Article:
Patience is a lost virtue, at least in regards to le cinema American. And while I'm certainly not the first hack to bemoan Hollywood's rapid cut obsession, it is my theory (absolutely unconfirmable, due to a lack of hard evidence) that this speedy obsession has less to do with residual effects of MTV or the dwindling attention span of the unwashed masses, than it does Hollywood's inability to tell a quality story. In short, the art of the yarn has been forgotten by the major studios.
Exceptions, of course, can be made--not all Hollywood films blind their audiences with quickened cutting in an attempt to cover faulty storytelling. Case in point: Road to Perdition, the new film from Sam Mendes, the director of American Beauty.
Starring Tom Hanks, Paul Newman, Jennifer Jason Leigh, and Jude Law--a ridiculously stellar ensemble if there ever was one--Road to Perdition tells a rather simple tale, and it tells it nearly perfectly. Said tale, boiled-down for easy consumption: A hit man (Tom Hanks) sees his family slaughtered, save for his oldest son. Father and son hit the road to exact revenge. Bloodshed and bonding ensues.
If most revenge flicks fail, it is due to a near-orgasmic series of slaughters. The standard equation seems to be this: Hero is betrayed. Hero recovers from betrayal and sets out to exact payback. Paybacks increase in grisliness (causing audience to whoop louder after each battle). Final payback is committed, usually in the most obscene of fashions. Fin. This standard equation can be applied to nearly every revenge film, from the better (Mel Gibson's Payback) to the absolute worst (I Spit on Your Grave).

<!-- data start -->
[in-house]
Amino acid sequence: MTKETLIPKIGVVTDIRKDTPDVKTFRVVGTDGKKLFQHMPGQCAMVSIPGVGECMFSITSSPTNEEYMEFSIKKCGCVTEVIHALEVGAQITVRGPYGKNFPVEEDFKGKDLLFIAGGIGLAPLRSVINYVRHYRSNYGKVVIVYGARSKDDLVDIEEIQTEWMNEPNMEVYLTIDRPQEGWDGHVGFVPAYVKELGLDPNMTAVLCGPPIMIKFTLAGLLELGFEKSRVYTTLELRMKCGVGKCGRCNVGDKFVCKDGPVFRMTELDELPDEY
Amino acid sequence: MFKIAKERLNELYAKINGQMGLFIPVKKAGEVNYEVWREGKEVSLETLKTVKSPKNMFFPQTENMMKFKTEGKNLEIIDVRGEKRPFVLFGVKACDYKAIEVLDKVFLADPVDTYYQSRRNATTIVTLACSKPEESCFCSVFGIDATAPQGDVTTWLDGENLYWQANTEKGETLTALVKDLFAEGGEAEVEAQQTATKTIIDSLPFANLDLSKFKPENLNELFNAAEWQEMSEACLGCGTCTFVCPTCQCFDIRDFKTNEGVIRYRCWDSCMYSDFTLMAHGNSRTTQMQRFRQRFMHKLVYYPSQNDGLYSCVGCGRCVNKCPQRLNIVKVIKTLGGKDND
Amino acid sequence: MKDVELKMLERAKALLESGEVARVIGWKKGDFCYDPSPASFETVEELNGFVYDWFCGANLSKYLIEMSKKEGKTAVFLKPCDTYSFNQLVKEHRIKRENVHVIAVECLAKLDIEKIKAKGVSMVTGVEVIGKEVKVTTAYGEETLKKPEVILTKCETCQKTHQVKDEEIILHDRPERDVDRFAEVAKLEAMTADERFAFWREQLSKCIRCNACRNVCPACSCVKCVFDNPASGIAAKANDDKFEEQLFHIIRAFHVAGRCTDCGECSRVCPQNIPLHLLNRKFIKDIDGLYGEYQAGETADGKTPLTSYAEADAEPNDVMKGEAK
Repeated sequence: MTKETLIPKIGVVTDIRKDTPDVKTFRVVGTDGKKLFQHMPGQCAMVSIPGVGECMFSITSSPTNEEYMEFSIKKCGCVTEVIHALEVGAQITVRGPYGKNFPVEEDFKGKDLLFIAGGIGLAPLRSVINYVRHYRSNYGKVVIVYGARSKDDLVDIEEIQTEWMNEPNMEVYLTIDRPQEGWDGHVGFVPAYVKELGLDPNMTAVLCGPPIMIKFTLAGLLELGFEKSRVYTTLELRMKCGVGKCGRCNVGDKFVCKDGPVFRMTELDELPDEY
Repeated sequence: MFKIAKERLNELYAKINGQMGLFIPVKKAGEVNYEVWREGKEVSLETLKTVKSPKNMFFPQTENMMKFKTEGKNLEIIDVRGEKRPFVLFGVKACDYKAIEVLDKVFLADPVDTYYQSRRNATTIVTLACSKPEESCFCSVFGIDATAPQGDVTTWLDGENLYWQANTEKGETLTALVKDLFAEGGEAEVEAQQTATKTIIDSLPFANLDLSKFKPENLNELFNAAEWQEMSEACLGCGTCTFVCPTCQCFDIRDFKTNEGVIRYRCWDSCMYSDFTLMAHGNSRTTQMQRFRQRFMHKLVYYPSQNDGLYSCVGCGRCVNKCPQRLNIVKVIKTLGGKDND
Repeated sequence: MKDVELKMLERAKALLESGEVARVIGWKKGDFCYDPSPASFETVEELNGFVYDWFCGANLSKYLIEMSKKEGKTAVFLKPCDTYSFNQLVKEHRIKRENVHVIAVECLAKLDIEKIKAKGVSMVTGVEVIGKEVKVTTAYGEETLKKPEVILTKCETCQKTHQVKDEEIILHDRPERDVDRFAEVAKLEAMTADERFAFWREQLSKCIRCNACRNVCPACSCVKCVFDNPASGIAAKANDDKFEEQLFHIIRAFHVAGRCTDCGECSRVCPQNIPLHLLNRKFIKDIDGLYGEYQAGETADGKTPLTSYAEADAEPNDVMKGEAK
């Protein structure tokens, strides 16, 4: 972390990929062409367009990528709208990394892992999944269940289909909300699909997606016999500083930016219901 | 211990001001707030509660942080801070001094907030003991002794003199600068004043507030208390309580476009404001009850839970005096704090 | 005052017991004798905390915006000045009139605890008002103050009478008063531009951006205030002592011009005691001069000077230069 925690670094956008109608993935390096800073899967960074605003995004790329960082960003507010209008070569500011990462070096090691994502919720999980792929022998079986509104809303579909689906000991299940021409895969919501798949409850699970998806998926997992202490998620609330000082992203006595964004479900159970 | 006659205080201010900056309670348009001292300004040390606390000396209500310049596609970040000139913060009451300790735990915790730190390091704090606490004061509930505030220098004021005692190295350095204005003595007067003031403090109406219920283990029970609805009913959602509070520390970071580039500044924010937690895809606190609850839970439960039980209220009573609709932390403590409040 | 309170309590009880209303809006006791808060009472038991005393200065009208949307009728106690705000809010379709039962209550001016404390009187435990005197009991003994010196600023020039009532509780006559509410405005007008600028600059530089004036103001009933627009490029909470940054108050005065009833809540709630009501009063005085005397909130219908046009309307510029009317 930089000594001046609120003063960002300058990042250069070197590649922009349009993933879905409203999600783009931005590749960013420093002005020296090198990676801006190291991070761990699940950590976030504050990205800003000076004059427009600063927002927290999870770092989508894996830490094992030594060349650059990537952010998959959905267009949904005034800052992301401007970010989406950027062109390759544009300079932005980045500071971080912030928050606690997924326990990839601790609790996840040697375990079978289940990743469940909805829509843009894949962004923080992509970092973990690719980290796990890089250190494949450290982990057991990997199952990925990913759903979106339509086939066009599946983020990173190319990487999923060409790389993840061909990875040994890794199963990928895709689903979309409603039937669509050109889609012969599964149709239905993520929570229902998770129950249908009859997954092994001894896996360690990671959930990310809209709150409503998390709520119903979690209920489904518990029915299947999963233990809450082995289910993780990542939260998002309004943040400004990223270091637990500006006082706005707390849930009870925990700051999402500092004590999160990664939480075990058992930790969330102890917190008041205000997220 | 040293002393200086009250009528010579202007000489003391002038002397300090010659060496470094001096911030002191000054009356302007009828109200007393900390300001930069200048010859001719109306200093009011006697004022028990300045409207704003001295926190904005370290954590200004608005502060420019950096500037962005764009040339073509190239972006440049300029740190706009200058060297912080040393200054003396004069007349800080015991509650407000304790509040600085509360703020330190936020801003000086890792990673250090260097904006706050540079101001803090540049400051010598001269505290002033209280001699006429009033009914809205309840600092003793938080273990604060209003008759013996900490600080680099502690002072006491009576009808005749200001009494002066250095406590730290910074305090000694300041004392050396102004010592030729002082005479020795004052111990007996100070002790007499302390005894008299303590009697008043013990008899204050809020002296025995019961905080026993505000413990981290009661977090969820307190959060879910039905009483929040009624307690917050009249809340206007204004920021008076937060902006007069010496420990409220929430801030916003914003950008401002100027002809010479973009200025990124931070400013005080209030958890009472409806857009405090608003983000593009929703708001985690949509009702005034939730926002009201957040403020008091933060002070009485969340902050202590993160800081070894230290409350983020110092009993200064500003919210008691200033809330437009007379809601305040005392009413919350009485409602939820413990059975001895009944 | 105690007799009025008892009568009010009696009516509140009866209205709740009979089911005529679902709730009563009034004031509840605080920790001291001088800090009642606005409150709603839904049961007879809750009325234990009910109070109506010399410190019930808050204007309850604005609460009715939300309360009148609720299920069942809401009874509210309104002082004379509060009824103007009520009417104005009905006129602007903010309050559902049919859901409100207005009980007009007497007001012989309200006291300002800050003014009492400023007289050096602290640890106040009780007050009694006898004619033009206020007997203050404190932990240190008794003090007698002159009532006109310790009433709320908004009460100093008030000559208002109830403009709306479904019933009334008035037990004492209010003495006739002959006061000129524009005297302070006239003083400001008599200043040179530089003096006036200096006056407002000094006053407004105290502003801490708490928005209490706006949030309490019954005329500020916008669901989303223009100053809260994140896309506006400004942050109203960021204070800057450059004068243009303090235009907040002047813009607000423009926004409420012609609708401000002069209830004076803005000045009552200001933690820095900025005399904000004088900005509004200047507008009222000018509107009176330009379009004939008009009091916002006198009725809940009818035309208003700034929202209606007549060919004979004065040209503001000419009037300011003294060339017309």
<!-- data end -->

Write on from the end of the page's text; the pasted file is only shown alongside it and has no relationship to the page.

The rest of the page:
Road to Perdition, however, transcends every revenge film currently documented within my brain. Mendes, working once again with Conrad Hall (a.k.a the Greatest Cinematographer Alive) has fashioned a heartfelt, exquisite (and as mentioned earlier, patient) revenge epic. It is, quite simply, beautifully done.